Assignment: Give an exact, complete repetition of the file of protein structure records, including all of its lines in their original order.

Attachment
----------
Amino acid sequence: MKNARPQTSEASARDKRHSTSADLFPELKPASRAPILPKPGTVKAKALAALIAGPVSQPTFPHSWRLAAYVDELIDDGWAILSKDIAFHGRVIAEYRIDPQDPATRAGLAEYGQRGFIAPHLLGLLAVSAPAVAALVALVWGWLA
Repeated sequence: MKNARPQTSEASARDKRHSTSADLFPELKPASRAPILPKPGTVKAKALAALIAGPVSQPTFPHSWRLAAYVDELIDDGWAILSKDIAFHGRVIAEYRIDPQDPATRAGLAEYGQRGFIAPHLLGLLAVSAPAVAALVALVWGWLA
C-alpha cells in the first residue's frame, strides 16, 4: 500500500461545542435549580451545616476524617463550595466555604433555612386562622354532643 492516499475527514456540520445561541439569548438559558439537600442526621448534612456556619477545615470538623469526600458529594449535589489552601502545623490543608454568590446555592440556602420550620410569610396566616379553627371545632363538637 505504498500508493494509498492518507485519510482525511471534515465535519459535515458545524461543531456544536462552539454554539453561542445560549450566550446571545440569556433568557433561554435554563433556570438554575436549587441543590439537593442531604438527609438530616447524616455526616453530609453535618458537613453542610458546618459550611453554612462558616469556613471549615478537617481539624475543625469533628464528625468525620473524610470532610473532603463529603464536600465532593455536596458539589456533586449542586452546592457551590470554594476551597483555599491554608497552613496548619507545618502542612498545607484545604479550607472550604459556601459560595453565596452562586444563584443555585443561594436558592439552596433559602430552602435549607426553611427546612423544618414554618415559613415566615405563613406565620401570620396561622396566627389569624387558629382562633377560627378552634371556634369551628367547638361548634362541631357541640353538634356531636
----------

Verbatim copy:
Amino acid sequence: MKNARPQTSEASARDKRHSTSADLFPELKPASRAPILPKPGTVKAKALAALIAGPVSQPTFPHSWRLAAYVDELIDDGWAILSKDIAFHGRVIAEYRIDPQDPATRAGLAEYGQRGFIAPHLLGLLAVSAPAVAALVALVWGWLA
Repeated sequence: MKNARPQTSEASARDKRHSTSADLFPELKPASRAPILPKPGTVKAKALAALIAGPVSQPTFPHSWRLAAYVDELIDDGWAILSKDIAFHGRVIAEYRIDPQDPATRAGLAEYGQRGFIAPHLLGLLAVSAPAVAALVALVWGWLA
C-alpha cells in the first residue's frame, strides 16, 4: 500500500461545542435549580451545616476524617463550595466555604433555612386562622354532643 492516499475527514456540520445561541439569548438559558439537600442526621448534612456556619477545615470538623469526600458529594449535589489552601502545623490543608454568590446555592440556602420550620410569610396566616379553627371545632363538637 505504498500508493494509498492518507485519510482525511471534515465535519459535515458545524461543531456544536462552539454554539453561542445560549450566550446571545440569556433568557433561554435554563433556570438554575436549587441543590439537593442531604438527609438530616447524616455526616453530609453535618458537613453542610458546618459550611453554612462558616469556613471549615478537617481539624475543625469533628464528625468525620473524610470532610473532603463529603464536600465532593455536596458539589456533586449542586452546592457551590470554594476551597483555599491554608497552613496548619507545618502542612498545607484545604479550607472550604459556601459560595453565596452562586444563584443555585443561594436558592439552596433559602430552602435549607426553611427546612423544618414554618415559613415566615405563613406565620401570620396561622396566627389569624387558629382562633377560627378552634371556634369551628367547638361548634362541631357541640353538634356531636